I’ve been reading the prophet Jeremiah because it’s a story of one man’s relationship with God and it’s a story of how a culture comes to the end of itself, as the people of Israel are taken to Babylon.  The heart cry of God can be summed up in the following: “Be appalled, O heavens, at this, be shocked, bet utterly desolate, declares the Lord, for my people have committed two evils: they have forsaken me, the fountain of living waters, and hewed out cisterns for themselves, broken cisterns that can hold no water” (Jer. 2: 12 -13, ESV). God is grieving over people who aren’t much different than us, who chose to dig dry cisterns, whose water would be stagnant if they worked, instead of  drawing on the living, clean water that is God.  

But Jesus doesn’t just leave us condemned. He offers “gold refined by fire, white garments so that you may clothe yourself and the shame of your nakedness may not to be seen, and salve to anoint your eyes.” I have often prayed for what he offers, because I know I have been blind, often misperceiving people, the world around me, and even God Himself. And naked psychically, by sharing way too much of my pain with other people, without listening to theirs. And much in need of the gold refined by fire. God’s presence Himself is a fire cleaning us up.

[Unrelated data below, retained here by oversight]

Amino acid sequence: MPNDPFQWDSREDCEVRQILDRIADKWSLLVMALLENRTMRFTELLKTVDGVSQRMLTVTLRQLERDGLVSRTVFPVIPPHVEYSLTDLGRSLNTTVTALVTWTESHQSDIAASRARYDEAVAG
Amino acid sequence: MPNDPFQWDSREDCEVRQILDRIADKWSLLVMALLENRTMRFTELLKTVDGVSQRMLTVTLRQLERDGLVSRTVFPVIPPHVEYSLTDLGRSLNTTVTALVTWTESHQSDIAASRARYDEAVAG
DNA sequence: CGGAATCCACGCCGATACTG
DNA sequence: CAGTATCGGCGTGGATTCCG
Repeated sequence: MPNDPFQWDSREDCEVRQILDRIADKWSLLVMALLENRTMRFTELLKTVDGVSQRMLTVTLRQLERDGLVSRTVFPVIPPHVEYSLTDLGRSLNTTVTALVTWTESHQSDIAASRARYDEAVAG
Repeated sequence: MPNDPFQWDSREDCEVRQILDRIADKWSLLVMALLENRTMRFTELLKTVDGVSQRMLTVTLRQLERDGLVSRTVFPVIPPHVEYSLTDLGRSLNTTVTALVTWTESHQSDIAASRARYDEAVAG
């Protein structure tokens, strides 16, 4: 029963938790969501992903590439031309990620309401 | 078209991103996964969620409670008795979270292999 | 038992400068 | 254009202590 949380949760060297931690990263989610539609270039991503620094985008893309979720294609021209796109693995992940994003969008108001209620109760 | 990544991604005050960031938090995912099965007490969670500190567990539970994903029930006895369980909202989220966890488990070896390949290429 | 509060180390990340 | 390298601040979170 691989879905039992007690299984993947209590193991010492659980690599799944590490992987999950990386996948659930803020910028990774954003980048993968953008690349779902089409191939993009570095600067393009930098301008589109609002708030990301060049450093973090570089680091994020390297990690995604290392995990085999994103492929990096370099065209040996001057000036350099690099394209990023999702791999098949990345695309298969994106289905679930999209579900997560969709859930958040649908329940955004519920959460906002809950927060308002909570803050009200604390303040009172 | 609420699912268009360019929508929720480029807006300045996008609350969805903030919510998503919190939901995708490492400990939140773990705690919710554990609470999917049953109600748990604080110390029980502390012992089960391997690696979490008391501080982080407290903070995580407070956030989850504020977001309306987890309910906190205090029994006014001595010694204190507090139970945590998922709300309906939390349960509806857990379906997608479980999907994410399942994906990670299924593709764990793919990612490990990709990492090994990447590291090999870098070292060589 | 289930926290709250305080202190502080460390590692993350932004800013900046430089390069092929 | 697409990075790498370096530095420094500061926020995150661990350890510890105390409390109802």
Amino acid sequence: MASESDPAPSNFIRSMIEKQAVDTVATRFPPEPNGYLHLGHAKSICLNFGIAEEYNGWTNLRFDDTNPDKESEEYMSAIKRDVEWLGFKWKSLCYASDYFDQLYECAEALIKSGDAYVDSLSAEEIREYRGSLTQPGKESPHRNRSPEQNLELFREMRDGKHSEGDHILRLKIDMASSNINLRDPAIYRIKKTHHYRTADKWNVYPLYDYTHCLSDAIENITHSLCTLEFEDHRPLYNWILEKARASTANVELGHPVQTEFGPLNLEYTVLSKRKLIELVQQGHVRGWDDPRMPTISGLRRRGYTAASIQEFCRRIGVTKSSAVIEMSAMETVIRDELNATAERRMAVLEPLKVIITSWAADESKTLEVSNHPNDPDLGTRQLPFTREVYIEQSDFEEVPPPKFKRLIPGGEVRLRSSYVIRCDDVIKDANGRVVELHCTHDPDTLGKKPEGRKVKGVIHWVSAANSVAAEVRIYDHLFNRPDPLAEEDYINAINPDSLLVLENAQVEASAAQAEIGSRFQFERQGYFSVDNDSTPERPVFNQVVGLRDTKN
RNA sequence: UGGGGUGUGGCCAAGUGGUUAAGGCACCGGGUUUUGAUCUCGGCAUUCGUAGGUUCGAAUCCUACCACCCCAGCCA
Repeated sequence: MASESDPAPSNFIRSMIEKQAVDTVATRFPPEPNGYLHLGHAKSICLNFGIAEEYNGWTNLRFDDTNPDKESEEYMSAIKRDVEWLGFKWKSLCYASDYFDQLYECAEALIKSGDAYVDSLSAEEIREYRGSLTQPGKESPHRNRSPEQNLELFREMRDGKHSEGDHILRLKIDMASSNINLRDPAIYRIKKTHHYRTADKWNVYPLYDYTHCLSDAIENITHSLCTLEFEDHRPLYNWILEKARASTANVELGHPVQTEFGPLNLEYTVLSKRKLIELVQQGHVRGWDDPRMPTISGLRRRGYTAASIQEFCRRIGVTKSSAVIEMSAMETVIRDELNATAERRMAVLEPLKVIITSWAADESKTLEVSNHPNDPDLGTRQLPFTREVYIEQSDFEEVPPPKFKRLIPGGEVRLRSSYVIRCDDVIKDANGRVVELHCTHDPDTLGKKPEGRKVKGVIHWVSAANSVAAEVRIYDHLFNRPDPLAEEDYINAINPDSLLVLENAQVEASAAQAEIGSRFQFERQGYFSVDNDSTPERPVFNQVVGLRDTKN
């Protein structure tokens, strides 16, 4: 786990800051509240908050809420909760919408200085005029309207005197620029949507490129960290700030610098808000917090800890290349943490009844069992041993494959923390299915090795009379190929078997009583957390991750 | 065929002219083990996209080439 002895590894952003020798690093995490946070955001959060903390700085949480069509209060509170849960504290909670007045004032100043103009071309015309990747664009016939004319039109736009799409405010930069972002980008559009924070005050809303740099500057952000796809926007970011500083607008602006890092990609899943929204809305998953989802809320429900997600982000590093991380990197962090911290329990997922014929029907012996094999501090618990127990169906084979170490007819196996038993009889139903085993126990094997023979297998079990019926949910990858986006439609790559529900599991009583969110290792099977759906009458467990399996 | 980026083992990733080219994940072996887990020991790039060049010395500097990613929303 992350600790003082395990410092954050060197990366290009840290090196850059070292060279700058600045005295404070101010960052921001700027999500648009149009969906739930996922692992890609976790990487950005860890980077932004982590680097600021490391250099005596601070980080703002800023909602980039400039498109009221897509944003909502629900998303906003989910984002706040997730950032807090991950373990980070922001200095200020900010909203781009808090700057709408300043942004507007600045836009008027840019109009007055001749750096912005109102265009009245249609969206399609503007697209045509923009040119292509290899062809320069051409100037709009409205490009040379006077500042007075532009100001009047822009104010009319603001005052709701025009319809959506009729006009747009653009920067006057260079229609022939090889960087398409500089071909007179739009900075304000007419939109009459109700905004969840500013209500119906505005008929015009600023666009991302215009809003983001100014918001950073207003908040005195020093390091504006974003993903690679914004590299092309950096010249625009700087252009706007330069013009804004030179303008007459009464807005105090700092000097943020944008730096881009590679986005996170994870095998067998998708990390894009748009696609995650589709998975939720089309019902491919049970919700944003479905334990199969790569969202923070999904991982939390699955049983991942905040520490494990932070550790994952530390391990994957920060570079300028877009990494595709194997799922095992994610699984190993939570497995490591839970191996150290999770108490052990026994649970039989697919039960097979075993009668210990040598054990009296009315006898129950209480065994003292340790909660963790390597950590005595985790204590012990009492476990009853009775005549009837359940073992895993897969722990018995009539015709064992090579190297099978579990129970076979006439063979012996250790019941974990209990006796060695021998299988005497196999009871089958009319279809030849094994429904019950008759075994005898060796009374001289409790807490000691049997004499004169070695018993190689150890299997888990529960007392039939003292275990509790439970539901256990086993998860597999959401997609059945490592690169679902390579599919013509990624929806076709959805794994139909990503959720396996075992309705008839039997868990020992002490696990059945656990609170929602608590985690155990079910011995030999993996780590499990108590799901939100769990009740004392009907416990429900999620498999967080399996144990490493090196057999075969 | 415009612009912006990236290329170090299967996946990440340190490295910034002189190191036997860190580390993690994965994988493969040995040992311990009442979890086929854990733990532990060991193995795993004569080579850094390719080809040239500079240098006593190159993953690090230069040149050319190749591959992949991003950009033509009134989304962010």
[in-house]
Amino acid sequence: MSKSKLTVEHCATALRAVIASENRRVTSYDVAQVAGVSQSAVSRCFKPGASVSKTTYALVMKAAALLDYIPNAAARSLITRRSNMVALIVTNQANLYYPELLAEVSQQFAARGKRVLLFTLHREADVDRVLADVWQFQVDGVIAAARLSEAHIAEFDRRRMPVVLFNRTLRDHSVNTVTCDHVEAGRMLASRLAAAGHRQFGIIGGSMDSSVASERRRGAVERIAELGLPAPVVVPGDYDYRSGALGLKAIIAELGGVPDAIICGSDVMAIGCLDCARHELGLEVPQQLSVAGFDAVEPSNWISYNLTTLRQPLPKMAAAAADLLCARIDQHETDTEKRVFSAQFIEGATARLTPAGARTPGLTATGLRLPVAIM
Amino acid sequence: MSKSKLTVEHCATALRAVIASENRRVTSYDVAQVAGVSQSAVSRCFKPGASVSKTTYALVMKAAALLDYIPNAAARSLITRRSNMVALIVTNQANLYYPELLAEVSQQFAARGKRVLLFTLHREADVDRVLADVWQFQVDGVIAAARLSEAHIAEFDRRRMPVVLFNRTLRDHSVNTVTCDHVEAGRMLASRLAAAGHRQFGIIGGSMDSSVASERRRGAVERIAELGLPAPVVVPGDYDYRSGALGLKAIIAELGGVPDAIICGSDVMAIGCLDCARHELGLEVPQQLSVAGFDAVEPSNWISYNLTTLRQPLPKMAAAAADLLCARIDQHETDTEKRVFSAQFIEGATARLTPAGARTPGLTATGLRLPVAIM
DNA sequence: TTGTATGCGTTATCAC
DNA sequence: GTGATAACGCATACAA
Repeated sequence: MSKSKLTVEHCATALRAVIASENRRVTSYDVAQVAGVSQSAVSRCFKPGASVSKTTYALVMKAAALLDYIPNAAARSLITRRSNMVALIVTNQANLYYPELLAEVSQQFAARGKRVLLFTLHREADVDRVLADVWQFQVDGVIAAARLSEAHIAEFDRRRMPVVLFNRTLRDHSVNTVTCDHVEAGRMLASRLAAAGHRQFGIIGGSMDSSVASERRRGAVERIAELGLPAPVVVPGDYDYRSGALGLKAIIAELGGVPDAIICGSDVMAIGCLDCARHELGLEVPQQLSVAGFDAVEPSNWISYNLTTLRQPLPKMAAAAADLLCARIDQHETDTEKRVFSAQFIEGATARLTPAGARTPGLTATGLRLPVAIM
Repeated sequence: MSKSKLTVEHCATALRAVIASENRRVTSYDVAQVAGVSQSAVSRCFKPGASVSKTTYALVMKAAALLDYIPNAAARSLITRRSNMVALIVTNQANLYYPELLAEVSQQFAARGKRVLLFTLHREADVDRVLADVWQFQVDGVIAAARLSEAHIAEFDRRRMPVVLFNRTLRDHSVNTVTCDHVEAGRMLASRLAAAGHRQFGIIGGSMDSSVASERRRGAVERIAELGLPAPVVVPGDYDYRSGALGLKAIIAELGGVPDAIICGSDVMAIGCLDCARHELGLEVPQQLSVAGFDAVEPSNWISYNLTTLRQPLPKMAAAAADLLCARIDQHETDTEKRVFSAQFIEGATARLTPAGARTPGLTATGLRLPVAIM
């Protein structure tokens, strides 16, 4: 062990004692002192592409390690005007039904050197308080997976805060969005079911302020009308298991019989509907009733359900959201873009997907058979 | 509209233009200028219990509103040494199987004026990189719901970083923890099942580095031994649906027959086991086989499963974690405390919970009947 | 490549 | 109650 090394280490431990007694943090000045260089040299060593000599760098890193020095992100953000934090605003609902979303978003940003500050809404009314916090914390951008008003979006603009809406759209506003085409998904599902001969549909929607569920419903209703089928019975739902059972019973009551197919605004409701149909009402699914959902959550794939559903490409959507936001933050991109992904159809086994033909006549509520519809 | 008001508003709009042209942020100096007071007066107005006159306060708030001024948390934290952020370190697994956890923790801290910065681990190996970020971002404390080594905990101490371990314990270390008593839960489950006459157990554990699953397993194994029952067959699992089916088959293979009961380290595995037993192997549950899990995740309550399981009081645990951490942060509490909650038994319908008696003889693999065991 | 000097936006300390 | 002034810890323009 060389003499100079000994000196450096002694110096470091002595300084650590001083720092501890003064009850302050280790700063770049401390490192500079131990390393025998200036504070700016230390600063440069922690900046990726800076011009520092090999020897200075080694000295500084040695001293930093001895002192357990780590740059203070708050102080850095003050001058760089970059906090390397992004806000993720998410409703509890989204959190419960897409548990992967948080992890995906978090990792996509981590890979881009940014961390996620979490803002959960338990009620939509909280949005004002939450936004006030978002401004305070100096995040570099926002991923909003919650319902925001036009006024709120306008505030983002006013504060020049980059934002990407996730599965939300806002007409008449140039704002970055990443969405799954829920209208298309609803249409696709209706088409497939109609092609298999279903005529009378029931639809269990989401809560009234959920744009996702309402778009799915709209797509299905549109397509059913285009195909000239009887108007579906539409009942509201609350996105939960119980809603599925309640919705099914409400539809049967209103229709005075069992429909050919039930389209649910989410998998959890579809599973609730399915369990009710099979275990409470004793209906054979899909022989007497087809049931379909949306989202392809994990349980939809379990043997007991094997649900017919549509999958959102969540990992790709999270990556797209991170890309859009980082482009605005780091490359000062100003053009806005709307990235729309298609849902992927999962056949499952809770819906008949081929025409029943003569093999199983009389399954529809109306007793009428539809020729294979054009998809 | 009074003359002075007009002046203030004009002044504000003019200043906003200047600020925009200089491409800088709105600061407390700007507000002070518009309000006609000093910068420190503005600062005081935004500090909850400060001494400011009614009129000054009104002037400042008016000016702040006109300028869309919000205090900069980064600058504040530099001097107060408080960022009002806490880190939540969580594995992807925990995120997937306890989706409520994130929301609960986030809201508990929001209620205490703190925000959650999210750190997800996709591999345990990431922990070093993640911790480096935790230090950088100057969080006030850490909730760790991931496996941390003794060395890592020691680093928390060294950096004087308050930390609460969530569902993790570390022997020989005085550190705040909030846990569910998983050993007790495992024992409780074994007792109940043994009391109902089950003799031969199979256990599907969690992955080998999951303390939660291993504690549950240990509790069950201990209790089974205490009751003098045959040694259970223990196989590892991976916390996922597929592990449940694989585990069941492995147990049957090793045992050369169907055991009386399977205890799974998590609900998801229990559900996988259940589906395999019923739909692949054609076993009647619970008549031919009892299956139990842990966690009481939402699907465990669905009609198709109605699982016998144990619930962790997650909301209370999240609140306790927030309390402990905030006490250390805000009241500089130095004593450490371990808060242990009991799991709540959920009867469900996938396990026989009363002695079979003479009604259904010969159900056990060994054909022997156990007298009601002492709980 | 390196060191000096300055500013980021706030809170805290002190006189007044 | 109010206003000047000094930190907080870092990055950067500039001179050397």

He says that those he loves he reproves. There is hope when he says this. It’s his love calling us out.  Then he offers the grand  invitation, that if we’d open the door, he’d sit down and eat a meal with us. We get to have that meal every time we take the bread and wine, the body and blood. We take Jesus into our bodies, and there is a communion that is as intimate as food being digested and feeding us on the cellular level. We change and become like Him. The light of the world enters our bodies. I think of the glory that was so wild that a priest reaching out to steady the ark of the covenant was struck down dead. I think of the back parts of God when Moses talked with Him on the mountain, and Moses came down from the mountain so full of light that he terrified the people, and Moses was flesh and blood, just like them. That light lives in us. He frees us from how we fall short of who we could be, and remakes us into that person. He is so wild we can call him Daddy. All we have to do is open the door.